‘Germans had plan’

2014-07-10 00:00

FORMER Maritzburg United coach Ernst Middendorp is known for his stern, no-nonsense approach to football mentorship, but after watching Germany brutally dismantle World Cup hosts Brazil on Tuesday night, he couldn’t help but smile — even if it was only on the inside.

“I get incredibly emotional and excited, even though a lot of people don’t see it,” the 55-year-old German tactician told The Witness yesterday. “It was like this in 2006 and then again in 2010. The World Cup is an amazing time.”

Currently head coach at Bloemfontein Celtic, Middendorp has enhanced his reputation as one of the country’s shrewdest football minds through his numerous appearances as one of SuperSport’s World Cup analysts.

On Tuesday night before the match, he boldly predicted a 3-1 win for the Germans, much to the bemusement of his studio colleagues and countless viewers at home.

“To be honest, I was quietly ashamed that I had predicted it to be that close,” added Middendorp.

By half time, the score was 5-0 to the Germans.

“I said before the game that I couldn’t see how the Brazilians would make it.”

The German dominance on display, says Middendorp, is the result of a plan that dates back to the end of the 2006 World Cup.

“This is eight years of hard work,” he explained. “There is a structure and a concept in place and the work is done every day. It has been outstanding application.”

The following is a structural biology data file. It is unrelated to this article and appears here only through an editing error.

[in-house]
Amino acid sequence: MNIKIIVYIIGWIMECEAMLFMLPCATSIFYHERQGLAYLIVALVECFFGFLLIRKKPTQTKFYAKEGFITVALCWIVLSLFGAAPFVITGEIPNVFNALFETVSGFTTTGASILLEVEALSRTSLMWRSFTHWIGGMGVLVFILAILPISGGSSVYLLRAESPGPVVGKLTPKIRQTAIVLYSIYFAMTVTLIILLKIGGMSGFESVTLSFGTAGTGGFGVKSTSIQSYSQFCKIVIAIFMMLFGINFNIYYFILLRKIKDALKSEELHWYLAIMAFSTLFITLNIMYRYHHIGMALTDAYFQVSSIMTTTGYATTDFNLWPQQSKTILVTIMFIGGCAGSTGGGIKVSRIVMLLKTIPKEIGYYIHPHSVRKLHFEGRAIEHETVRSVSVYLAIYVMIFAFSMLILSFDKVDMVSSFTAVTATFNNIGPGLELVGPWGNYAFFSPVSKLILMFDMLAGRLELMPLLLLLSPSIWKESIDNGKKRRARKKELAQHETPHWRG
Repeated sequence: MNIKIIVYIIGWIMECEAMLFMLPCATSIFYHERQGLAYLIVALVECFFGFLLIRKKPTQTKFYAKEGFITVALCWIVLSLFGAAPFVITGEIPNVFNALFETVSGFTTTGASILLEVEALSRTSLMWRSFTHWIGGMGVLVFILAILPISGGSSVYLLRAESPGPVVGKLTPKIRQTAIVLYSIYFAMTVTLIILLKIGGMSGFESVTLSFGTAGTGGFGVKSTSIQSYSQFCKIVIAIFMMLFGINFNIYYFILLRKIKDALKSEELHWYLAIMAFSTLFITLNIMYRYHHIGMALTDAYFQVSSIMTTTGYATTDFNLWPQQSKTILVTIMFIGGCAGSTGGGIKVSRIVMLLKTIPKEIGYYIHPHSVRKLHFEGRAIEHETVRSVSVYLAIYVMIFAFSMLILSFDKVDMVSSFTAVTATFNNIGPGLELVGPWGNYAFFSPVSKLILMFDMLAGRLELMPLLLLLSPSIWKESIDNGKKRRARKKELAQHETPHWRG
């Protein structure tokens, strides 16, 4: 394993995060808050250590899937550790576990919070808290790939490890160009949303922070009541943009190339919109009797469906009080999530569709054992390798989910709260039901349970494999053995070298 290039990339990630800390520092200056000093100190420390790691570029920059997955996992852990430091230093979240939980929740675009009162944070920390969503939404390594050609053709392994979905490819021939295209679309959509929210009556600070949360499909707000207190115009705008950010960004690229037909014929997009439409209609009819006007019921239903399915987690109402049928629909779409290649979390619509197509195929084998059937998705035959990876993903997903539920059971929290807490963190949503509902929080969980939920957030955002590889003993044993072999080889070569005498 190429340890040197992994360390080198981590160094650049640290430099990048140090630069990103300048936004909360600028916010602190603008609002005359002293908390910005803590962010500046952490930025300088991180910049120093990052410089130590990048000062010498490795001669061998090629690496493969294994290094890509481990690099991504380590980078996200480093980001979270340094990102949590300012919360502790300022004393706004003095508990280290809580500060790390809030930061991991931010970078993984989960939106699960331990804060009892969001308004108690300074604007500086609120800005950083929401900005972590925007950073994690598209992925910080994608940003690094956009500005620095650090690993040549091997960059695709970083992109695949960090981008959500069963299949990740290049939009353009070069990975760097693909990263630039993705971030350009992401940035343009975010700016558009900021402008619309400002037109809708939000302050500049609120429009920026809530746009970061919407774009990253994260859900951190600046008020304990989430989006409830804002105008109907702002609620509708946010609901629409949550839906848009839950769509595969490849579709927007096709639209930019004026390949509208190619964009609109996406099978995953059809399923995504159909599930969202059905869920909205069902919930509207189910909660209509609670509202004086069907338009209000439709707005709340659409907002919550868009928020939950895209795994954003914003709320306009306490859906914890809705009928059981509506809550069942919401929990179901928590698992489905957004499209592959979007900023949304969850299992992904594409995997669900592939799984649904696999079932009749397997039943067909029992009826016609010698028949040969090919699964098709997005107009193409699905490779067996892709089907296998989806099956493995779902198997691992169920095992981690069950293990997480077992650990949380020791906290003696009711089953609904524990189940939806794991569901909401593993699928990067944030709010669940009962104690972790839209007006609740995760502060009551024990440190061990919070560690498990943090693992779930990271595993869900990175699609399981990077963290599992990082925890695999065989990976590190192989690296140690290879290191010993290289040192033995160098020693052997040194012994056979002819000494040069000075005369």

According to Middendorp, the German ­philosophy promotes quick transitions between defence and attack and direct forward passing, something that has been instilled in the players over the last eight years.

“Guys like [Philipp] Lahm, [Manuel] Neuer and [Bastian] Schweinsteiger have the experience and they have been playing under this philosophy in the national set-up for years,” said Middendorp. “There is also this fantastic mixture with the younger players and they have really come in and applied what has been taught to them.”

With an entire nation willing them on, it was Brazil’s destiny to reach this weekend’s final. But less than half-an-hour into the game that dream was up in smoke. There is no quick fix when it comes to winning a World Cup, says the former mentor of Bundesliga outfit Arminia Bielefeld. Instead, the application of the structures and concepts are key.

“Brazil thought that they could bring in [coach Luiz Felipe] Scolari and that everything would be fine, but it doesn’t work that way.”

There is no surprise for who Middendorp is backing to win Sunday’s final.

“They [Germany] do have some things to correct, but if they don’t make any mistakes then I am sure that they will win.”

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